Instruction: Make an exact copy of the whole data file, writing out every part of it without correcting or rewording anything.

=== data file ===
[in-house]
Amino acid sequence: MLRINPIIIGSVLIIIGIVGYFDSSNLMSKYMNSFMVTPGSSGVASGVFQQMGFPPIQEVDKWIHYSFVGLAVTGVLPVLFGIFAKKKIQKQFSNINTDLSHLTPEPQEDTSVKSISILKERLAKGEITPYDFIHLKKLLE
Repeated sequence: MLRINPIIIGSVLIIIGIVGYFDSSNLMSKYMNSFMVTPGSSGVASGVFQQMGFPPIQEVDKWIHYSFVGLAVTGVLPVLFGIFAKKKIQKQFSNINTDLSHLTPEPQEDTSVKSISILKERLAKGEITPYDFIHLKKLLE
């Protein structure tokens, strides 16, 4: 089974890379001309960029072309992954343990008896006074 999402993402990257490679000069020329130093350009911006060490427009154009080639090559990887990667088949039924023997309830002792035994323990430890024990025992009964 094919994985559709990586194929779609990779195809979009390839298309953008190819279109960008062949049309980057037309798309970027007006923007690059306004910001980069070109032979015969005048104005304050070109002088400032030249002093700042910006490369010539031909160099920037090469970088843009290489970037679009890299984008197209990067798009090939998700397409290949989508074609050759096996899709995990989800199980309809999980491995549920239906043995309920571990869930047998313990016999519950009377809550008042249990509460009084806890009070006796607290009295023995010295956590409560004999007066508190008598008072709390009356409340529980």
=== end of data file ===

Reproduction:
[in-house]
Amino acid sequence: MLRINPIIIGSVLIIIGIVGYFDSSNLMSKYMNSFMVTPGSSGVASGVFQQMGFPPIQEVDKWIHYSFVGLAVTGVLPVLFGIFAKKKIQKQFSNINTDLSHLTPEPQEDTSVKSISILKERLAKGEITPYDFIHLKKLLE
Repeated sequence: MLRINPIIIGSVLIIIGIVGYFDSSNLMSKYMNSFMVTPGSSGVASGVFQQMGFPPIQEVDKWIHYSFVGLAVTGVLPVLFGIFAKKKIQKQFSNINTDLSHLTPEPQEDTSVKSISILKERLAKGEITPYDFIHLKKLLE
């Protein structure tokens, strides 16, 4: 089974890379001309960029072309992954343990008896006074 999402993402990257490679000069020329130093350009911006060490427009154009080639090559990887990667088949039924023997309830002792035994323990430890024990025992009964 094919994985559709990586194929779609990779195809979009390839298309953008190819279109960008062949049309980057037309798309970027007006923007690059306004910001980069070109032979015969005048104005304050070109002088400032030249002093700042910006490369010539031909160099920037090469970088843009290489970037679009890299984008197209990067798009090939998700397409290949989508074609050759096996899709995990989800199980309809999980491995549920239906043995309920571990869930047998313990016999519950009377809550008042249990509460009084806890009070006796607290009295023995010295956590409560004999007066508190008598008072709390009356409340529980």